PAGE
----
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Sophienburg’s museum and shop decorated for the holidays

By Myra Lee Adams Goff

The Sophienburg Museum and Archives are decorated for the holidays. The foyer features a doll tree and a Scherenschnitte tree. Two displays in the museum, the General Store and the Cabin have old toys. Christmas memories abound with all of us, but have you thought about toys lately? Probably everyone reading this column could conjure up at least one recollection of a past toy.

Toys for children go back in antiquity. Some toys, such as dolls and marbles, have been found in every ancient culture. These objects had their beginnings as religious idols and auguries. Anthropologists learn much about the culture and economics of ancient civilizations by studying toys.

A few toys were brought from Germany with the settlers. The Sophienburg collection has many toys, but few from those early days.

Locally, the first toys sold commercially came from Amalie Henne who operated Tante Amalie’s Christmas Store (where Gabby B’s Boutique is now) from the 1880s until the early 1900s. Amalie, the sister of hardware store owner Louis Henne, ran the small store across the alley where Henne’s stoves and crockery were sold. Every year for about two weeks it became a toy store. Amalie ordered toys from New York. She would cover the store windows so that no one could look in and then have a grand opening before Christmas. AfterChristmas the store would revert back to kitchen supplies.

My favorite toys were dolls. Do I have any of them? No. Would I like to have them? Yes. When I tell you about my dolls, it won’t take long to figure out why they bit the dust.

The first doll that I can remember was a cloth baby doll with rubber head, arms, and legs. At about three years of age, I developed a strong attachment for this doll, sort of like children do for a blanket. I got her for Christmas and immediately unclothed her. From that time on she never wore anything. I named her Doeppenschmidt, not after the funeral home, but because my dad’s grandmother was a Doeppenschmidt. I liked the sound of it and the name stuck. Anyway, I drug around this unclothed creature until her head was attached only at the back of her neck. Out of fear that Doeppenschmidt was going to still be with me when I started to school, my mother hid her in the garbage can. I threw such a fit when I discovered that Doeppenschmidt was gone, that she was retrieved at midnight.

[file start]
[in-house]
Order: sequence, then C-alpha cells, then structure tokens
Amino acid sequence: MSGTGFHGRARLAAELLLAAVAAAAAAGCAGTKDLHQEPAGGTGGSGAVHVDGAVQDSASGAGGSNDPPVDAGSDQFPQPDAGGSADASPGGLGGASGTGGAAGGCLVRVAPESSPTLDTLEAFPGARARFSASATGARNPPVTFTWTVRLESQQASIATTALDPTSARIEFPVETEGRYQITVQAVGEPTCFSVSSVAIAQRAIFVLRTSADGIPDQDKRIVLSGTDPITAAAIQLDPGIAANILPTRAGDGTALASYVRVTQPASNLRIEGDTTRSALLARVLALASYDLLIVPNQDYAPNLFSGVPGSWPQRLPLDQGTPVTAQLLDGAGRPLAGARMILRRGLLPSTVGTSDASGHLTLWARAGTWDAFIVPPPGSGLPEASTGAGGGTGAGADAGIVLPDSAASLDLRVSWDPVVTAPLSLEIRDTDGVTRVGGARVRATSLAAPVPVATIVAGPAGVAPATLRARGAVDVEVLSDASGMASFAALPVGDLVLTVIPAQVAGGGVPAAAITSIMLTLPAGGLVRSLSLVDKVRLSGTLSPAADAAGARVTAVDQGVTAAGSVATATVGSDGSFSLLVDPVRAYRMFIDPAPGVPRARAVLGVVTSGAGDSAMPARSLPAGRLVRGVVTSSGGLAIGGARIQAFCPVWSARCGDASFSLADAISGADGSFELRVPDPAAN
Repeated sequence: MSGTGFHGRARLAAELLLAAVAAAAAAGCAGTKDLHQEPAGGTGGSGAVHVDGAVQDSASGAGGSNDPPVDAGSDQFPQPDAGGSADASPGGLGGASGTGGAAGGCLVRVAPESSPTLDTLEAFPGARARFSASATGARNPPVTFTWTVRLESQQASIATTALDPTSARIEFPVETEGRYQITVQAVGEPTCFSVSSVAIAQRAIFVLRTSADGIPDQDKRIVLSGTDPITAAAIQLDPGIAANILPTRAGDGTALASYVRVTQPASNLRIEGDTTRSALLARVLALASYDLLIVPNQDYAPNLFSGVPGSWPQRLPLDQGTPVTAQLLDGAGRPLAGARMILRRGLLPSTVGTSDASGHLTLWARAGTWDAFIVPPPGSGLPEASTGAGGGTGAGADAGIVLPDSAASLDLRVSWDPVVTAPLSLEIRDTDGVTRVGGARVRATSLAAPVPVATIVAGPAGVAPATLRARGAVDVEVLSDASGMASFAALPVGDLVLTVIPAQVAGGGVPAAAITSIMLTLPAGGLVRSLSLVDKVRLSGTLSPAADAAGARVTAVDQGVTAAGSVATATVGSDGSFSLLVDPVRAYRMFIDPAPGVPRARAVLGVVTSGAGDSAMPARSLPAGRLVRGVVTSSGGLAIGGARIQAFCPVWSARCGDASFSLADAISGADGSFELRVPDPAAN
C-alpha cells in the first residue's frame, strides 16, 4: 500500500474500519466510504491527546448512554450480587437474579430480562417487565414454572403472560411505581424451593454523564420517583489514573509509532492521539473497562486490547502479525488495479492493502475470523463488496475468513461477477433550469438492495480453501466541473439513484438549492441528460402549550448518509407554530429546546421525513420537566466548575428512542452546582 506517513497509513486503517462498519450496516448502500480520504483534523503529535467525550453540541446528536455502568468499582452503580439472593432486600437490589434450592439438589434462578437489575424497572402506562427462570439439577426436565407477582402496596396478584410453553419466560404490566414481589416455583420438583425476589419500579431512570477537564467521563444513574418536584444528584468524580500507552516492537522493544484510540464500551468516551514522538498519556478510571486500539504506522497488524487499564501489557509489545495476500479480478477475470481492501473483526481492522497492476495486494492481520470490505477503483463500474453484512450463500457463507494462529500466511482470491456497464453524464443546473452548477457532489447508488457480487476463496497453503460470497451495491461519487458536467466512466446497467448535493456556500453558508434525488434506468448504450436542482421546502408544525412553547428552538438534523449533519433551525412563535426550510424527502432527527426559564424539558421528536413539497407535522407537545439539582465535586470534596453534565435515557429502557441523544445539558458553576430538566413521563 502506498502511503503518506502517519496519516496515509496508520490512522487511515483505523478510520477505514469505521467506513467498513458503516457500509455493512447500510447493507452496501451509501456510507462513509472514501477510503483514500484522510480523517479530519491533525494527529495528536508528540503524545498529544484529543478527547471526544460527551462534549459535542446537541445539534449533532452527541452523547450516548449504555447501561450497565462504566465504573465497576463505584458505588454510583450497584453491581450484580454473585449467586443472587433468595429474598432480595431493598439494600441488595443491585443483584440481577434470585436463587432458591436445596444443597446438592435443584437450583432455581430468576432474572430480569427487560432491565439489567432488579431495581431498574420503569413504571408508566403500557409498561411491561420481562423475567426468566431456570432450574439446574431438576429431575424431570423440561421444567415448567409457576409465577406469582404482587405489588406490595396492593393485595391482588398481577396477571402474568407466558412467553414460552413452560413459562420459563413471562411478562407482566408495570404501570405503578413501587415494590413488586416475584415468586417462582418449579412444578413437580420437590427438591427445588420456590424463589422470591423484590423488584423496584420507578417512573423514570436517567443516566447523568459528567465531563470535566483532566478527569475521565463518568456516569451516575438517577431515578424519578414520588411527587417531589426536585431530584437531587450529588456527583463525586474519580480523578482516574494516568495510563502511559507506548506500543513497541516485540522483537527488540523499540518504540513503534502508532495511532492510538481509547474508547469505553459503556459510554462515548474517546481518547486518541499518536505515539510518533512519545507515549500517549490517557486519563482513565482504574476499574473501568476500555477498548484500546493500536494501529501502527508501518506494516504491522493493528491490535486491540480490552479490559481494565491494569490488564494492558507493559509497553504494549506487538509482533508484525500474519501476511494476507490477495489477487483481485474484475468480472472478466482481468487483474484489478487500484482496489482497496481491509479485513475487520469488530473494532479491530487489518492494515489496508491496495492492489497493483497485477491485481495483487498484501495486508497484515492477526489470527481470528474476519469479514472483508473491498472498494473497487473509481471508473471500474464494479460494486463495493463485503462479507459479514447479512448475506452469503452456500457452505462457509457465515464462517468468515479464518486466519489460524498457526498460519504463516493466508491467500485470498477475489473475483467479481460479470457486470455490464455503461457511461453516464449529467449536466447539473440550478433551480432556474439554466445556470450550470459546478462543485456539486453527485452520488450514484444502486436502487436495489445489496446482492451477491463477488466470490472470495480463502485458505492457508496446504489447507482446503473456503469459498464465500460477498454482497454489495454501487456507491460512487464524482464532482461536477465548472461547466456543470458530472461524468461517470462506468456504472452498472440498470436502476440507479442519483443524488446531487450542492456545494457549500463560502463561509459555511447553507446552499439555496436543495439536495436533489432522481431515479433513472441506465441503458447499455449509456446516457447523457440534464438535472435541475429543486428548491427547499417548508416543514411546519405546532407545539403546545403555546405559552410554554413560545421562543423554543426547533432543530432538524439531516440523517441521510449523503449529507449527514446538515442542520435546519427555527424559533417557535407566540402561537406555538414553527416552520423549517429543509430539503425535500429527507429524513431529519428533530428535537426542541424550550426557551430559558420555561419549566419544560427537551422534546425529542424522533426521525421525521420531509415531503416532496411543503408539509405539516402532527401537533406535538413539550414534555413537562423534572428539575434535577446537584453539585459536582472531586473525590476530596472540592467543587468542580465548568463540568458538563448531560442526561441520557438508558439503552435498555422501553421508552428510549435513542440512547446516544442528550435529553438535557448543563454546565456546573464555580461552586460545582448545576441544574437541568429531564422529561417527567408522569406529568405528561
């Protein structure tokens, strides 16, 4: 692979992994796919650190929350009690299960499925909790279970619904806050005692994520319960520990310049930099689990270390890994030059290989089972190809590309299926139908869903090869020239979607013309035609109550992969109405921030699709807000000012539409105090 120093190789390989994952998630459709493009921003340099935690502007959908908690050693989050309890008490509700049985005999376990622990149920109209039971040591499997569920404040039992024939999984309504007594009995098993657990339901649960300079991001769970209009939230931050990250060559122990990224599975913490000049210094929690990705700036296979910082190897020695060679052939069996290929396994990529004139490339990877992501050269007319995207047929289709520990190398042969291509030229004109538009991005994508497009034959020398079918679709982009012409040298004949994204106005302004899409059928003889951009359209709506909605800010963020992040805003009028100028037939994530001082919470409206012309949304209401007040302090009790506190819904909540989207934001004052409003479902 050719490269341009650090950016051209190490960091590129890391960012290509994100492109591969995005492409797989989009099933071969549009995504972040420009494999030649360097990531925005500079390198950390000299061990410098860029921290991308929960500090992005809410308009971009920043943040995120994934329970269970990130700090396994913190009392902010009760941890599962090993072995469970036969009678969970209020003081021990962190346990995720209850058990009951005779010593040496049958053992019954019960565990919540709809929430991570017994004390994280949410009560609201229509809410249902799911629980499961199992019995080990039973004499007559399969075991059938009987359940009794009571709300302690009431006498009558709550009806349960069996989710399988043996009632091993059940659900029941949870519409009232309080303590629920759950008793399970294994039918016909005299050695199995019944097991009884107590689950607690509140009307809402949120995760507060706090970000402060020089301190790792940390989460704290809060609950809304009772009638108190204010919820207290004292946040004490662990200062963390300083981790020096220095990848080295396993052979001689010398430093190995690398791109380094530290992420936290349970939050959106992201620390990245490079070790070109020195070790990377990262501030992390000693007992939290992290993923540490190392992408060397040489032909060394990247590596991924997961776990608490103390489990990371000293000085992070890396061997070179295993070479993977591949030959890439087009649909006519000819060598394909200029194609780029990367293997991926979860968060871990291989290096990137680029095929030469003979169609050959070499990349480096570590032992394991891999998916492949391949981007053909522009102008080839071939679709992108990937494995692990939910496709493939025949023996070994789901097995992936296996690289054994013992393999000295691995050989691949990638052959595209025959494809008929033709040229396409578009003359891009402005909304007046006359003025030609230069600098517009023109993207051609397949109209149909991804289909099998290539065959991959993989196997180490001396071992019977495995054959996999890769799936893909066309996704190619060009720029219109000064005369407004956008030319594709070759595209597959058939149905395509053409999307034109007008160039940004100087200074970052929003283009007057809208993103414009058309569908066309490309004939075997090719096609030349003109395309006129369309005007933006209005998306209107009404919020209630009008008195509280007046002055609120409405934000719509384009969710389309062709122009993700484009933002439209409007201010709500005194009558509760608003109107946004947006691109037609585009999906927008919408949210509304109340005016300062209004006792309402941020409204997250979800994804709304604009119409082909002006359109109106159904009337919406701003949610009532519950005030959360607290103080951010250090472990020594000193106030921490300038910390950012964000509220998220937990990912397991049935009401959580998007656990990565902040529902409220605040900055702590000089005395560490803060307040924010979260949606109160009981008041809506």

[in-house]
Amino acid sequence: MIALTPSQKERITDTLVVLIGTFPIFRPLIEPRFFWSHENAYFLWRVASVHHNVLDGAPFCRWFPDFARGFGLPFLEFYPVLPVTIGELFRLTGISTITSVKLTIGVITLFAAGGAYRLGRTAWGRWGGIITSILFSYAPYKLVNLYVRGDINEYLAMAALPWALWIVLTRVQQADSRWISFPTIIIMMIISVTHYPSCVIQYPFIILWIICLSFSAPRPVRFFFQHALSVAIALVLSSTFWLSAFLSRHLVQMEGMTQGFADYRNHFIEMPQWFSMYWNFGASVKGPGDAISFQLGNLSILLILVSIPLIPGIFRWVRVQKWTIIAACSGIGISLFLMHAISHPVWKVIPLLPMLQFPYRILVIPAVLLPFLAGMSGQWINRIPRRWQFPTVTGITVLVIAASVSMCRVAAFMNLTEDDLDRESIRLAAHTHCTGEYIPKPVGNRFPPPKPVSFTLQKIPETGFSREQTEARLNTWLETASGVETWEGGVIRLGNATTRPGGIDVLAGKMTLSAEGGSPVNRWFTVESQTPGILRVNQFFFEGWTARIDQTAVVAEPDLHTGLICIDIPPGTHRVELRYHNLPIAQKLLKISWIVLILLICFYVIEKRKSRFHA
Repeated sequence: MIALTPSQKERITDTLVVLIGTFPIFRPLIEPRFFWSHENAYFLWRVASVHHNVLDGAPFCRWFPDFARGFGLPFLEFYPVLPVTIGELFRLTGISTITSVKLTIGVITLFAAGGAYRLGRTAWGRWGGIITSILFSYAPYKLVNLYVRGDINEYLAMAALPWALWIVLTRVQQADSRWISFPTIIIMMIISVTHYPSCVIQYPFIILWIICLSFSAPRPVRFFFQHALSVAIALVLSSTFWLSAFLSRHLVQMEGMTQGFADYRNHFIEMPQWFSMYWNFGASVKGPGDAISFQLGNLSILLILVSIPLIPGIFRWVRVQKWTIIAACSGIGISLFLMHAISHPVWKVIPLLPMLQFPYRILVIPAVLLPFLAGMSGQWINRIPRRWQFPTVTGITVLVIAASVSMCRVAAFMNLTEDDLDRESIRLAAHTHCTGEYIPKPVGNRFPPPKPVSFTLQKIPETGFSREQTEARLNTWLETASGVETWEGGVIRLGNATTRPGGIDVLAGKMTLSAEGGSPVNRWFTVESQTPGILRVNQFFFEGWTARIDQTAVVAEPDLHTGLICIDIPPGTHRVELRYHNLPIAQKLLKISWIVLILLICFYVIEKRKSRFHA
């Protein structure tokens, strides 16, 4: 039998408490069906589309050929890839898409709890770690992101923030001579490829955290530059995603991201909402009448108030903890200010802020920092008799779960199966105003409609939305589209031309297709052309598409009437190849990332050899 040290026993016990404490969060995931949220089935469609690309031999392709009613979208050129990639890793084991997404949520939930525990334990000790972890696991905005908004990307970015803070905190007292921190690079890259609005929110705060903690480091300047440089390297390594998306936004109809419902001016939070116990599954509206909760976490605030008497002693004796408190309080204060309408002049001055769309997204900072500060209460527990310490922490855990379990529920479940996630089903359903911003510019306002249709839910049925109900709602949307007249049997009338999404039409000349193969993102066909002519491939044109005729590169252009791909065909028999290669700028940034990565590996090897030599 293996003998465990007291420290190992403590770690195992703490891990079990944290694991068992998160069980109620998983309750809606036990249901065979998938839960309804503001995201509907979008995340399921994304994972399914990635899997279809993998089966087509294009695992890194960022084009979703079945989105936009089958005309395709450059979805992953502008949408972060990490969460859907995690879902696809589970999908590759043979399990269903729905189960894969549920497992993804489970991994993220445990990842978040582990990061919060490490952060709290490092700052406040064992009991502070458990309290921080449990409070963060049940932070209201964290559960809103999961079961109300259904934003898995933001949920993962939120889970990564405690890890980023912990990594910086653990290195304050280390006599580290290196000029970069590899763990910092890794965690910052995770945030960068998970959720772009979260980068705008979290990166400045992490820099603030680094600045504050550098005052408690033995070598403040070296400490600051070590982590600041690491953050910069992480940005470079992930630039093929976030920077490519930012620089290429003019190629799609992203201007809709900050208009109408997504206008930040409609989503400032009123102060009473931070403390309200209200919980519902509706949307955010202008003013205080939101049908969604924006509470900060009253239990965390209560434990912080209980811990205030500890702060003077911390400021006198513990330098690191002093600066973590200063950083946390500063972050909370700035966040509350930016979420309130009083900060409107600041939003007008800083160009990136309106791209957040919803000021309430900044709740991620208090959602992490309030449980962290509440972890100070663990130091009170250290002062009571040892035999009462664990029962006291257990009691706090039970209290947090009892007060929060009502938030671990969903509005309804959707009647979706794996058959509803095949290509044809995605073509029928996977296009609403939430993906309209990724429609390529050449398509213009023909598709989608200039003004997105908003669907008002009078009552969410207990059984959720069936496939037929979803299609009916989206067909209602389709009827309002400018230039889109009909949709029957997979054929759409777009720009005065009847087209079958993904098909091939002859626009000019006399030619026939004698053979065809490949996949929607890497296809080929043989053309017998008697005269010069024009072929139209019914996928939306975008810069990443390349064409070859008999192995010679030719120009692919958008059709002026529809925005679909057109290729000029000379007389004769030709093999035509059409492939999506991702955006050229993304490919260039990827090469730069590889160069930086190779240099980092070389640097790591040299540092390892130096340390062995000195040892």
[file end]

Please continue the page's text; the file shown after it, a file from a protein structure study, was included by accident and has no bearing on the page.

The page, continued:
In the 1930s Shirley Temple movies were all the rage and the dolls came in all sizes. Shirley’s clothes reflected the popular styles. And all the parents wanted their little girls to be like her, so sweet, so thoughtful, and so kind. (Uh-huh).My Shirley doll was immediately unclothed and given a haircut.

My cousin Enid Zipp had a set of five tiny Dionne Quintuplet baby dolls. These little girls became famous after surviving a primitive beginning when they were born at home and kept in an oven in the kitchen for warmth.

In my late elementary years, I received a Princess Elizabeth doll (before she was queen) and my friend Betty Ann Timmermann received one too, so we got together to play dolls. By this time I had already initiated my princess by giving her a haircut and changing her clothes to something much more comfortable. Years later, Betty Ann admitted to me that she was always afraid that her dolls would meet the same fate as mine. The Ancient Greeks believed that destruction was the real root of creativity. I take comfort in that. What do you think?

Weihnachtsmarkt and St. Nick put all of us at the Sophienburg in the mood for Christmas. Why not make a visit to the Museum part of your Christmas celebration?

Research Assistant Dorothy Constable holds a 1900s doll in the General Store exhibit. Note two of the Dionne Quints at the bottom of the tree.